Private equity firms have a new set of buyers for their portfolio companies: themselves.
Blackstone, EQT, BC Partners and Hellman & Friedman are among the buyout groups to have sold companies to funds that they control this year, or made plans to do so.
Although the model emerged before the pandemic, its use has been ignited by it. Lazard estimates that the value of such deals will hit $35bn this year, up from $7bn just four years ago.
With the crisis leaving corporate boards warier of doing deals, the private equity industry has found it harder to keep its simple promise to investors of selling portfolio companies to outside buyers after a set period of ownership.
“The immediate post-Covid recession caused declines in M&A markets and in the ability of [private equity firms] to exit those businesses by selling them or taking them public,” said Holcombe Green, global head of private capital at Lazard. “When traditional routes to exit are reduced, the owners start to look for an alternative.”
The transactions allow firms to hang on to good companies — an attractive prospect as the industry’s $2.5tn pile of unspent money drives up the competition for new acquisitions. They also provide a solution if a buyout fund nears the end of its ten-year life but has not yet sold its portfolio companies.
To execute them, a private equity firm creates a so-called continuation fund, finds investors to back it and then uses it to buy a portfolio company already owned by one of its other funds.
At the heart of the process are groups known as secondary funds, specialist asset managers that raise money from pension and sovereign wealth funds. They are ploughing more of their cash into continuation deals, partly in the hope of generating quicker returns than they would from a traditional 10-year private equity fund.
But as the trend gathers pace, its inherent tensions are drawing scrutiny.
Industry executives say it can be a way of offloading struggling companies that rival buyout firms, trade buyers or public investors do not want. That can leave the interests of those investors backing the continuation vehicles rubbing up against that of the buyout firm selling a portfolio company back to itself.
“It’s either for really high quality businesses people want to keep, or it’s flaky businesses you can’t get rid of any other way,” said a senior dealmaker at a large European buyout group.
Some deals, for example, involve a bundle of companies that can include “a dog and a star”, according to a senior private equity dealmaker, because “if you’re just selling the dog, no one’s going to buy it.”
One fund manager who invests in the vehicles said that investors simply have to be “pragmatic” about this. If a fund contains five companies of which “two are interesting and three are less interesting . . . you’re solving a problem for [the private equity firm] and you get access to the high-quality assets.”
The momentum behind these transactions — sometimes known as sidecar deals — is expected to build next year.
“I think every single private equity firm will consider doing something like this at some point,” said David Kamo, head of US private equity M&A at Goldman Sachs. “We as a firm are bullish on getting ourselves organised around it” by hiring specialists in the field, he said.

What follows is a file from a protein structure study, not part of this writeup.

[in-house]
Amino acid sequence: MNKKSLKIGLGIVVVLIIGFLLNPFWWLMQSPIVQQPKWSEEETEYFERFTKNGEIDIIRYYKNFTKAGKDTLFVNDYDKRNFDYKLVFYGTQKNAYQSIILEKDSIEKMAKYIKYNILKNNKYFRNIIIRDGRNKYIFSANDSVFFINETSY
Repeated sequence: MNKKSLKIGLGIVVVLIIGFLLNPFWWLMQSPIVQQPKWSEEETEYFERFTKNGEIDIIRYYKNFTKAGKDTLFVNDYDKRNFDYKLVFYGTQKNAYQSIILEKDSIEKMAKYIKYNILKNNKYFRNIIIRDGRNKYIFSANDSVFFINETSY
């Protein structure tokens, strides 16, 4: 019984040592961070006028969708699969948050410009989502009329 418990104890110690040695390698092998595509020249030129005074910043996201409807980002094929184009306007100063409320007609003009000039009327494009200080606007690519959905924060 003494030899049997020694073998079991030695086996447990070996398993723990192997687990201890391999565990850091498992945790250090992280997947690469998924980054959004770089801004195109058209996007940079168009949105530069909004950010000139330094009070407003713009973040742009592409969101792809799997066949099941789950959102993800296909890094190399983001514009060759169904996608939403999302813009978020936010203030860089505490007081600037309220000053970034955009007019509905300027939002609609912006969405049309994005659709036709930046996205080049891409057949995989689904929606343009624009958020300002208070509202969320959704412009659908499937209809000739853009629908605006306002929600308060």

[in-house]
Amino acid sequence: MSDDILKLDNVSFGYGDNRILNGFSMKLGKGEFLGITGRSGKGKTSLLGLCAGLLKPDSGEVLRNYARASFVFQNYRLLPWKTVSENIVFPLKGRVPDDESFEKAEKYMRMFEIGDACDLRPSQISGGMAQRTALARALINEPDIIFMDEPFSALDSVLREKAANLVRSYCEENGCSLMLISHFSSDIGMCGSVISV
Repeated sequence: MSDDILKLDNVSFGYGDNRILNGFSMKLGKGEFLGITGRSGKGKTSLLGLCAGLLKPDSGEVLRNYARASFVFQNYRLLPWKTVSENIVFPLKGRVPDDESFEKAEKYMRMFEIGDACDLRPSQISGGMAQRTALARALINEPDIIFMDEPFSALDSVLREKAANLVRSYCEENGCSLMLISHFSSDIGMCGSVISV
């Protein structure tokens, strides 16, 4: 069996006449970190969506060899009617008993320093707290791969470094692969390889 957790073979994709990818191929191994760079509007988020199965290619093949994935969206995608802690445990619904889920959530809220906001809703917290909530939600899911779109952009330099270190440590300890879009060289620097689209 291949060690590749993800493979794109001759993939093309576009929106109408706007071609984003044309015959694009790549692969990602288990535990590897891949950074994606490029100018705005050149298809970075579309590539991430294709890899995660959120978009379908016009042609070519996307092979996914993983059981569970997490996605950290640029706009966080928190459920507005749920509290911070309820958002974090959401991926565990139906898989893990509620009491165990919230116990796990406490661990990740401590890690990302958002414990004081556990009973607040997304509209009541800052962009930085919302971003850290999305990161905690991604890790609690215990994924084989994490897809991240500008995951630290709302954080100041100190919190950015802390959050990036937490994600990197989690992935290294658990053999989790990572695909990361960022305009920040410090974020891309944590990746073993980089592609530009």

For a buyout firm, selling a portfolio company to itself is now an “option like selling to [another company] is, like an IPO or selling to a Spac,” said Mr Kamo. Continuation vehicles:
And with swaths of the government bond market offering negligible returns, money is pouring into such deals. Pension funds have designated $25bn for such deals for 2021, up from $14bn this year and less than $8bn in 2019, Cebile Capital estimates.
Ardian and Lexington, two of the largest secondary funds, have raised $19bn and $14bn respectively for funds whose remit includes such deals. Goldman Sachs Asset Management could allocate about half of its $10bn secondaries fund to continuation vehicles, according to a person familiar with the matter.
As the financial firepower behind the deals swells, buyout groups are in a stronger position to set favourable terms.
Paying carried interest payments to private equity firm’s executives — a lucrative 20 per cent share of profits — in the previously small number of deals used to be a no-go, said Sunaina Sinha, founder of Cebile Capital. But it is now “standard,” she added. “If you look at the deals completed this year, in most of them they would’ve taken something home.”
Private equity firms benefit in other ways, said Eamon Devlin, a lawyer at MJ Hudson, an asset management consultancy. It can, for example, boost their total assets under management, a number many use to market themselves.
With the previously niche practice becoming more mainstream, so scrutiny is likely to grow. Establishing the price at which a portfolio company is sold remains the most contentious part of the process.
“At [its] heart is a conflict of interest,” Ms Sinha points out, as “the buyer and seller are both entities controlled by the same [private equity firm].” There is “nothing wrong” with such conflicts, she added, as long as a fair process takes place to agree a price.
Some deals, such as Blackstone’s $14.6bn sale of property group BioMed Realty from one of its funds to another in October, involve a “go-shop” process in which bankers solicit higher bids for the portfolio company from outside rivals to see whether the continuation fund’s offer can be beaten.
But according to Ms Sinha and Mr Green, many such sales are not open to outsider bidders.
Investors “want to understand what the actual price discovery process was,” said Mr Devlin. “Some [private equity groups] are forthcoming with what the process was; some are not.”
Source: Financial Times